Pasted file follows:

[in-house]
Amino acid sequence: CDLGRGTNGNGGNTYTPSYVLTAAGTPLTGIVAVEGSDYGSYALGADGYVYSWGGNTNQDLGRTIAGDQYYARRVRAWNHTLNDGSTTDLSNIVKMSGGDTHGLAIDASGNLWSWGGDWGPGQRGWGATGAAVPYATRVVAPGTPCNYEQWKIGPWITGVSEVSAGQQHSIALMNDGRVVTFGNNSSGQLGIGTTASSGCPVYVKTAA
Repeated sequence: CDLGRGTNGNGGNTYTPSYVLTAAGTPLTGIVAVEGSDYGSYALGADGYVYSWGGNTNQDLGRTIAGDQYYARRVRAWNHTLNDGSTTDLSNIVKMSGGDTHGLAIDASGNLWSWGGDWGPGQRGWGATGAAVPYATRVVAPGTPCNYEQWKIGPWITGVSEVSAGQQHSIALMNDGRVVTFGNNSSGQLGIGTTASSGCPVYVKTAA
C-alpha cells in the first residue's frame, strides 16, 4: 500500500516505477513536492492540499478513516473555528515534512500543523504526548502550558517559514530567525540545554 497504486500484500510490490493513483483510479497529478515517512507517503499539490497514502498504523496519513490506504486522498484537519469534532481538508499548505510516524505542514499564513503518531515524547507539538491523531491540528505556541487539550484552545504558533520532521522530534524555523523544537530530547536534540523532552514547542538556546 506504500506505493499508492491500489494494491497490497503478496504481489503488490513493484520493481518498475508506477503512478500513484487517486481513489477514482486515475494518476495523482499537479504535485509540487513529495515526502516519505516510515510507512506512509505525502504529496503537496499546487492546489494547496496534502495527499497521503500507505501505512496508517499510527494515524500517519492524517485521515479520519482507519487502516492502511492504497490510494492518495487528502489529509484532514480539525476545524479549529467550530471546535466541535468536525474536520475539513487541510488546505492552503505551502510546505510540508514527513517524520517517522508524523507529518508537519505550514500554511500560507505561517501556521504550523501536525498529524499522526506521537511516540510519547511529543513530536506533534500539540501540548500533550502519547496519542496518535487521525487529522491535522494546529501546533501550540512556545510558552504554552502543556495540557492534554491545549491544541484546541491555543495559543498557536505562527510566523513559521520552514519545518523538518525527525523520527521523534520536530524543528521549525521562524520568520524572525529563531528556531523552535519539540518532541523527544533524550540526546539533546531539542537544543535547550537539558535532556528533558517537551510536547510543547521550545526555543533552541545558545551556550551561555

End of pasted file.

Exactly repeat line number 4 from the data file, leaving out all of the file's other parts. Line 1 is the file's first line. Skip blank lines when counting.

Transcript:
C-alpha cells in the first residue's frame, strides 16, 4: 500500500516505477513536492492540499478513516473555528515534512500543523504526548502550558517559514530567525540545554 497504486500484500510490490493513483483510479497529478515517512507517503499539490497514502498504523496519513490506504486522498484537519469534532481538508499548505510516524505542514499564513503518531515524547507539538491523531491540528505556541487539550484552545504558533520532521522530534524555523523544537530530547536534540523532552514547542538556546 506504500506505493499508492491500489494494491497490497503478496504481489503488490513493484520493481518498475508506477503512478500513484487517486481513489477514482486515475494518476495523482499537479504535485509540487513529495515526502516519505516510515510507512506512509505525502504529496503537496499546487492546489494547496496534502495527499497521503500507505501505512496508517499510527494515524500517519492524517485521515479520519482507519487502516492502511492504497490510494492518495487528502489529509484532514480539525476545524479549529467550530471546535466541535468536525474536520475539513487541510488546505492552503505551502510546505510540508514527513517524520517517522508524523507529518508537519505550514500554511500560507505561517501556521504550523501536525498529524499522526506521537511516540510519547511529543513530536506533534500539540501540548500533550502519547496519542496518535487521525487529522491535522494546529501546533501550540512556545510558552504554552502543556495540557492534554491545549491544541484546541491555543495559543498557536505562527510566523513559521520552514519545518523538518525527525523520527521523534520536530524543528521549525521562524520568520524572525529563531528556531523552535519539540518532541523527544533524550540526546539533546531539542537544543535547550537539558535532556528533558517537551510536547510543547521550545526555543533552541545558545551556550551561555